My Department collects data on the number of cancelled elective and urgent operations, which show that these remain very low compared to total activity. We do not collect information on postponed appointments or operations. The NHS must make arrangements locally to minimise postponements and cancellations to avoid the inconvenience to patients.
I thank the Secretary of State for that answer. This is an issue in my area, with the chief executive of South Tees hospital saying that one factor is excessive use of A and E for non-urgent cases, resulting in pressure on hospital resources. What can the Secretary of State do to make sure that A and E units are used only for genuine accidents and emergencies?
My hon. Friend makes a very important point. I am concerned that 114 non-urgent operations were cancelled in the South Tees area between November and January, which is significantly higher than this time last year. He is right that we need to think about the model for an A and E service. Nearly 1 million more people go through A and E every year than they did two years ago. We have to recognise that for A and E services to be sustainable, we need to think about people who would better off seeing their GP or going to an urgent care centre.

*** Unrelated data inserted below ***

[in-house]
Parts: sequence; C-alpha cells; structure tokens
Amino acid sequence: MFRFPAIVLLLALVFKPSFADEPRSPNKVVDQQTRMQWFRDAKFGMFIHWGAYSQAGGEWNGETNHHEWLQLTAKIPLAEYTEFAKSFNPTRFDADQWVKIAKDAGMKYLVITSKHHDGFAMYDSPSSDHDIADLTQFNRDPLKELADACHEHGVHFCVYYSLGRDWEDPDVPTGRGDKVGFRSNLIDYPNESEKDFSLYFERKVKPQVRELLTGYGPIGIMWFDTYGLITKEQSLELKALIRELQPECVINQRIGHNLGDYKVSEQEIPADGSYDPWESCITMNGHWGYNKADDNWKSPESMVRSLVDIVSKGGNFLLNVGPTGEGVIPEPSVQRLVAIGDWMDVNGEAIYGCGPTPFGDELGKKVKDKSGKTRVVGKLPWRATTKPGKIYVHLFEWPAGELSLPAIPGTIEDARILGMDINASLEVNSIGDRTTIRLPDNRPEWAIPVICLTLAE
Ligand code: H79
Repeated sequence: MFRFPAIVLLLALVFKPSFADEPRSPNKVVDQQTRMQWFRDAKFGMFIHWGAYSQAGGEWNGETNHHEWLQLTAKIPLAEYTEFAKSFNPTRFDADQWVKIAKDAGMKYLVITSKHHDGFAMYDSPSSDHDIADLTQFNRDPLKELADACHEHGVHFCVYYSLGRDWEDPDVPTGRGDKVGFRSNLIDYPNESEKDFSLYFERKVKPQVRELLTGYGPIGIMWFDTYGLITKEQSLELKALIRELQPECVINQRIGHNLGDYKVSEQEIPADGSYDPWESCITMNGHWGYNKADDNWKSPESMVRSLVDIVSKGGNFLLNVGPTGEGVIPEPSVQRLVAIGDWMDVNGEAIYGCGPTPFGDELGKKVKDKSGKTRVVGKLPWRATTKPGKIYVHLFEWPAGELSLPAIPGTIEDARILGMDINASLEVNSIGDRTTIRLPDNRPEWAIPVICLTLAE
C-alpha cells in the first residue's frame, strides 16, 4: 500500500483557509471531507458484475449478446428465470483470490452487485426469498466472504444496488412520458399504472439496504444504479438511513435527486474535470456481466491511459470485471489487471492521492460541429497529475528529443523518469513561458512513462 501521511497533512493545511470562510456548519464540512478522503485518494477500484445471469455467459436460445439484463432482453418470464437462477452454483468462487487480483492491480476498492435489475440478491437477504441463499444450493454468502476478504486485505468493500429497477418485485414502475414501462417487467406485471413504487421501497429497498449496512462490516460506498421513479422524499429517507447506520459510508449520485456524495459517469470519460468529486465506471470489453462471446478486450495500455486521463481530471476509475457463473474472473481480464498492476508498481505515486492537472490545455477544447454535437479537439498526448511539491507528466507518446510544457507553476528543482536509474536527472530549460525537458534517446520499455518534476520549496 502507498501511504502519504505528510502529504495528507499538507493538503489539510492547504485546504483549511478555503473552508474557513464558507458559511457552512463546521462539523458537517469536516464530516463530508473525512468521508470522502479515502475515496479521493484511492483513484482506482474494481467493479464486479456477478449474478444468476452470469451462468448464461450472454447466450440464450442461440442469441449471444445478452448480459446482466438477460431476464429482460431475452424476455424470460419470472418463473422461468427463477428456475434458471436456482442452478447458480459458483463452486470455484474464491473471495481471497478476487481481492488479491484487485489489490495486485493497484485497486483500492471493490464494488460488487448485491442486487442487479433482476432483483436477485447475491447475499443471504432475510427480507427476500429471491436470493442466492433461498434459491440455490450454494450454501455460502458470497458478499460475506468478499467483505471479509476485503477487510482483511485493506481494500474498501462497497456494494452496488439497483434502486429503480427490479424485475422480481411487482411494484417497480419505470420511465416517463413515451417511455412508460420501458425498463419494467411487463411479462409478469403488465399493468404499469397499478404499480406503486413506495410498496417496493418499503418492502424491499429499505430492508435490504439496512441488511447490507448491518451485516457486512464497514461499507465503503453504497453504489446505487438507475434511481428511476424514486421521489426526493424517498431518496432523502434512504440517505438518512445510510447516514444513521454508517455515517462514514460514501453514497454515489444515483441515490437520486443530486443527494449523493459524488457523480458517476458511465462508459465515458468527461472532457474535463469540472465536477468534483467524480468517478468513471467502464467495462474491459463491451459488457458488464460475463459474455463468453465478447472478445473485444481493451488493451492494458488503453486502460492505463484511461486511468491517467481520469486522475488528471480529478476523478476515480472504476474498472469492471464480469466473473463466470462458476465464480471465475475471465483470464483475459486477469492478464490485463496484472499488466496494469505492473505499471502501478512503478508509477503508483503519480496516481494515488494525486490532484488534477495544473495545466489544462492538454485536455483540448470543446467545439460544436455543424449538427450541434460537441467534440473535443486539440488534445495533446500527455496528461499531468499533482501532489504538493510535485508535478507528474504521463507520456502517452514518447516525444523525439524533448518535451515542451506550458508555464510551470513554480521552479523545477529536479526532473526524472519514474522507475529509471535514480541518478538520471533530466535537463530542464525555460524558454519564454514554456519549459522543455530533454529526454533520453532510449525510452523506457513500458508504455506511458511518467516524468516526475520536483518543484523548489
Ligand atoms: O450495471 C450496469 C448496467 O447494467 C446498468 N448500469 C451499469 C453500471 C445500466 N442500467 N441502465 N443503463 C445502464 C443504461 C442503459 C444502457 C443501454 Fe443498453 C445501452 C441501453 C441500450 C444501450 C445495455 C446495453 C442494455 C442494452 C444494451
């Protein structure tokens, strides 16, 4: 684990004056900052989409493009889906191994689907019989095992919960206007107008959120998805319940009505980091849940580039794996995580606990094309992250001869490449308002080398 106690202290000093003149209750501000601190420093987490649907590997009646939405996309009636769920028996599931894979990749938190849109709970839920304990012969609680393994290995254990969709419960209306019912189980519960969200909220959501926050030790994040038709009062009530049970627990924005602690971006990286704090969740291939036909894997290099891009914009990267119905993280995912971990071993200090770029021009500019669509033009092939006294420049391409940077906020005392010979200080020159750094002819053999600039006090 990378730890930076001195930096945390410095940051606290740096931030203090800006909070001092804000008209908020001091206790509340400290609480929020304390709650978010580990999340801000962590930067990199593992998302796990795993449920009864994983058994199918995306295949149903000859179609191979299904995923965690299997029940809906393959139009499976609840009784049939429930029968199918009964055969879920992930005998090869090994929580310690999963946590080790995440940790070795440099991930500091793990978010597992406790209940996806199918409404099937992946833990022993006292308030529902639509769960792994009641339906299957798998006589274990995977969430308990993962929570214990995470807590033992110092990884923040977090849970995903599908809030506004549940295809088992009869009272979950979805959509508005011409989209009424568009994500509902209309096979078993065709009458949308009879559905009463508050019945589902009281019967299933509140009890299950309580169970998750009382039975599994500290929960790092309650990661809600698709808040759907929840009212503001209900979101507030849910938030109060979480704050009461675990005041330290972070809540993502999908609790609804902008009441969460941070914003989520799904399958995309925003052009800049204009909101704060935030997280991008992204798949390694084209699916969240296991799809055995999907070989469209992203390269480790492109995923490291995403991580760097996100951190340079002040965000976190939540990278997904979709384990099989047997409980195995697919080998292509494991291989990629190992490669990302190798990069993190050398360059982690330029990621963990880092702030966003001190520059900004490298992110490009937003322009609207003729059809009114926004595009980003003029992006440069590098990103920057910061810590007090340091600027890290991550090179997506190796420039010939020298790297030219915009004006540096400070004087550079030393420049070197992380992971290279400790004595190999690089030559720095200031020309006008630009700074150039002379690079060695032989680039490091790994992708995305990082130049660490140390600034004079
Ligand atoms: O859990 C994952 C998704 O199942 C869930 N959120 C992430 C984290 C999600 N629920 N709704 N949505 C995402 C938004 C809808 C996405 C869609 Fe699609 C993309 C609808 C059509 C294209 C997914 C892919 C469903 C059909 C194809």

Is the Minister aware that health care appointments are still bedevilled by the number of people who do not show up, even for appointments with consultants and senior hospital staff? Is it not about time that we looked at a simple system, in which people could pay up front a small amount of money that they get back when they turn up? I am sure that my constituents, as good Yorkshire people, would take their appointments much more seriously if they got their money back when they turned up?
I am interested to hear that suggestion from the Labour Benches, which is not necessarily where I would have expected it to come from. The hon. Gentleman might be surprised at my response, which is that I would be very concerned about such a system. I understand the issue and I think we need to modernise the process of GP and hospital appointments. Technology can play a good role in that, for example by giving people text reminders of appointments that they have booked. My concern is that the system suggested by the hon. Gentleman would put people off going to see their doctor if they needed to. I would not want to do anything that deterred people from using the NHS who most need to do so.